THQ isn't planning to abandon its Online Pass scheme anytime soon, but it wants to make sure that gamers don't feel cheated when they shell out their ten bucks.
THQ's Online Pass is a simple arrangement: If you want to play online you either buy a new copy of the game or cough up a small fee. But it's those who are paying the fee that THQ's Danny Bilson is most concerned with right now, because he wants to give gamers something for their ten dollars, so they don't feel like they're being "punished" for not going for the full price option.
Bilson said that THQ wanted to make "great game[s] that people wanted to play," but pre-owned sales made it harder to fund them, as none of the money went back to the developer. He said that the Online Pass was a way of still generating revenue from used sales, but he also wanted to make that ten-dollar expenditure seem worth it.
He said that as well as unlocking online play, the Pass would also activate some content. He used THQ's next WWE game as an example, saying that in exchange for their cash, players would unlock the first DLC pack, which included additional playable characters. He said that THQ was trying hard to make it seem like a positive experience. "It's simple and difficult," he said. "We don't want to punish our consumers ... So we're trying to figure out how to give those used guys something for their money, not just unlock the lockout ... I'm trying to make it work for everybody, so we have a happy consumer base whether they're buying used or new."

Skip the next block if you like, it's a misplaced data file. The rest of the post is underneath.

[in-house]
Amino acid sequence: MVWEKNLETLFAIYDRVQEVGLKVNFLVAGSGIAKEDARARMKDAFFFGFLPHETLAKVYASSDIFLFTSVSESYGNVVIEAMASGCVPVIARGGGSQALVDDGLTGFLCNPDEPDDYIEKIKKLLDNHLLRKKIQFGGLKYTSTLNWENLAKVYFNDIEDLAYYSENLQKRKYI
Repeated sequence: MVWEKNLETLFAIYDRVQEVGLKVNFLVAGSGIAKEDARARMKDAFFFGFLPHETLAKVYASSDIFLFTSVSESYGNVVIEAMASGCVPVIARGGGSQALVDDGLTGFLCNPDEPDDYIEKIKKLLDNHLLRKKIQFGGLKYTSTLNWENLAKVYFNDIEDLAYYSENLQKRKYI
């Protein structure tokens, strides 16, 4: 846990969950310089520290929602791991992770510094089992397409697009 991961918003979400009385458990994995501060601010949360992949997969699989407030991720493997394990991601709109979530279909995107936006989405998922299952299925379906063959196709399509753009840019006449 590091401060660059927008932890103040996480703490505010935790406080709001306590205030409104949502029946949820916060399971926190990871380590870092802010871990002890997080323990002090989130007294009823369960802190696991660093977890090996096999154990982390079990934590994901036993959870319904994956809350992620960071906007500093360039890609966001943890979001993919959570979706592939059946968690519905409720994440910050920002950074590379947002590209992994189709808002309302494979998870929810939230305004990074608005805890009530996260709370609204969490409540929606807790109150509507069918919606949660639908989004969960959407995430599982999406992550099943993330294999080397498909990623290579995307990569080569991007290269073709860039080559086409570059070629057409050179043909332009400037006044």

This revised Online Pass is starting to sound a lot like EA's Project Ten Dollar, especially the setup for Mass Effect 2 or Dragon Age: Origin, where the content offered for buying new was quite significant. Some people will still rail against this, as the idea of day one DLC is still a new one, but THQ is at least trying to make it as reasonable as possible.